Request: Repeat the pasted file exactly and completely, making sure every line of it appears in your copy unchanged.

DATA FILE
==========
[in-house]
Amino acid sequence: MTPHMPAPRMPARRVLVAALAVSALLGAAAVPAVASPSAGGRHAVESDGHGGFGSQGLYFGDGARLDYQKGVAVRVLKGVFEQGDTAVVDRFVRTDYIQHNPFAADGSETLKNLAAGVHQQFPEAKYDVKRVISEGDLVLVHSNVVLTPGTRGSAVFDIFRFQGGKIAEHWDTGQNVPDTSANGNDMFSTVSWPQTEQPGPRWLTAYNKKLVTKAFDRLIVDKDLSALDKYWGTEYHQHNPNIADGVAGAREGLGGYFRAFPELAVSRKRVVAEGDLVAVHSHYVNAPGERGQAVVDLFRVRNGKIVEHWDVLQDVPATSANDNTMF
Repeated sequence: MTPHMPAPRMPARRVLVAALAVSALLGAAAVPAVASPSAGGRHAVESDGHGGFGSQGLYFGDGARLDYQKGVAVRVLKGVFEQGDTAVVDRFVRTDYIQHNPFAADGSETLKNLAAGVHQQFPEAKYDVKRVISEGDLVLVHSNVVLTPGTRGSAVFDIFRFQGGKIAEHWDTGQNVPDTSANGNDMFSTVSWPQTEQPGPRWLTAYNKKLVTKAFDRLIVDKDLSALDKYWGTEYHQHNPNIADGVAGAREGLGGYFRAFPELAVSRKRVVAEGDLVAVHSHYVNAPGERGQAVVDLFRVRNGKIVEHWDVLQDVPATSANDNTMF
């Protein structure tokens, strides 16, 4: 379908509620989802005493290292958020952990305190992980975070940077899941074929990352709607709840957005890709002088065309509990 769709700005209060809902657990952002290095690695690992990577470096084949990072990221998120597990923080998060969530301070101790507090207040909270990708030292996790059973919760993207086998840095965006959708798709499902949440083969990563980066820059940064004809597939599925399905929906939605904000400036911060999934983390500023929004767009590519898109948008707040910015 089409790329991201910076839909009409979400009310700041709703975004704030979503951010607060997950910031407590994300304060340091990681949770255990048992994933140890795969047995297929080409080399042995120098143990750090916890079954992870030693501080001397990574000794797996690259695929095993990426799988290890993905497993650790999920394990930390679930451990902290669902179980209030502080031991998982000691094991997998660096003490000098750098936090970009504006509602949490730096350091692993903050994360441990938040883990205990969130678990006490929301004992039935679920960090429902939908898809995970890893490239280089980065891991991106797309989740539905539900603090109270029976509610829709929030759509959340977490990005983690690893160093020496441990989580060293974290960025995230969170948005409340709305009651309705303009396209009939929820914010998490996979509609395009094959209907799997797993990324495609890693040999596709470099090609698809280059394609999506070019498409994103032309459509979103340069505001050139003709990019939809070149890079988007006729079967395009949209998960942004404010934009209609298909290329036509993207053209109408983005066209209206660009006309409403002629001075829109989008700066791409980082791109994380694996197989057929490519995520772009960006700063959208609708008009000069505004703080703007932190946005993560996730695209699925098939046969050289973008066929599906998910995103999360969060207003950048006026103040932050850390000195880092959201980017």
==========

[in-house]
Amino acid sequence: MTPHMPAPRMPARRVLVAALAVSALLGAAAVPAVASPSAGGRHAVESDGHGGFGSQGLYFGDGARLDYQKGVAVRVLKGVFEQGDTAVVDRFVRTDYIQHNPFAADGSETLKNLAAGVHQQFPEAKYDVKRVISEGDLVLVHSNVVLTPGTRGSAVFDIFRFQGGKIAEHWDTGQNVPDTSANGNDMFSTVSWPQTEQPGPRWLTAYNKKLVTKAFDRLIVDKDLSALDKYWGTEYHQHNPNIADGVAGAREGLGGYFRAFPELAVSRKRVVAEGDLVAVHSHYVNAPGERGQAVVDLFRVRNGKIVEHWDVLQDVPATSANDNTMF
Repeated sequence: MTPHMPAPRMPARRVLVAALAVSALLGAAAVPAVASPSAGGRHAVESDGHGGFGSQGLYFGDGARLDYQKGVAVRVLKGVFEQGDTAVVDRFVRTDYIQHNPFAADGSETLKNLAAGVHQQFPEAKYDVKRVISEGDLVLVHSNVVLTPGTRGSAVFDIFRFQGGKIAEHWDTGQNVPDTSANGNDMFSTVSWPQTEQPGPRWLTAYNKKLVTKAFDRLIVDKDLSALDKYWGTEYHQHNPNIADGVAGAREGLGGYFRAFPELAVSRKRVVAEGDLVAVHSHYVNAPGERGQAVVDLFRVRNGKIVEHWDVLQDVPATSANDNTMF
């Protein structure tokens, strides 16, 4: 379908509620989802005493290292958020952990305190992980975070940077899941074929990352709607709840957005890709002088065309509990 769709700005209060809902657990952002290095690695690992990577470096084949990072990221998120597990923080998060969530301070101790507090207040909270990708030292996790059973919760993207086998840095965006959708798709499902949440083969990563980066820059940064004809597939599925399905929906939605904000400036911060999934983390500023929004767009590519898109948008707040910015 089409790329991201910076839909009409979400009310700041709703975004704030979503951010607060997950910031407590994300304060340091990681949770255990048992994933140890795969047995297929080409080399042995120098143990750090916890079954992870030693501080001397990574000794797996690259695929095993990426799988290890993905497993650790999920394990930390679930451990902290669902179980209030502080031991998982000691094991997998660096003490000098750098936090970009504006509602949490730096350091692993903050994360441990938040883990205990969130678990006490929301004992039935679920960090429902939908898809995970890893490239280089980065891991991106797309989740539905539900603090109270029976509610829709929030759509959340977490990005983690690893160093020496441990989580060293974290960025995230969170948005409340709305009651309705303009396209009939929820914010998490996979509609395009094959209907799997797993990324495609890693040999596709470099090609698809280059394609999506070019498409994103032309459509979103340069505001050139003709990019939809070149890079988007006729079967395009949209998960942004404010934009209609298909290329036509993207053209109408983005066209209206660009006309409403002629001075829109989008700066791409980082791109994380694996197989057929490519995520772009960006700063959208609708008009000069505004703080703007932190946005993560996730695209699925098939046969050289973008066929599906998910995103999360969060207003950048006026103040932050850390000195880092959201980017």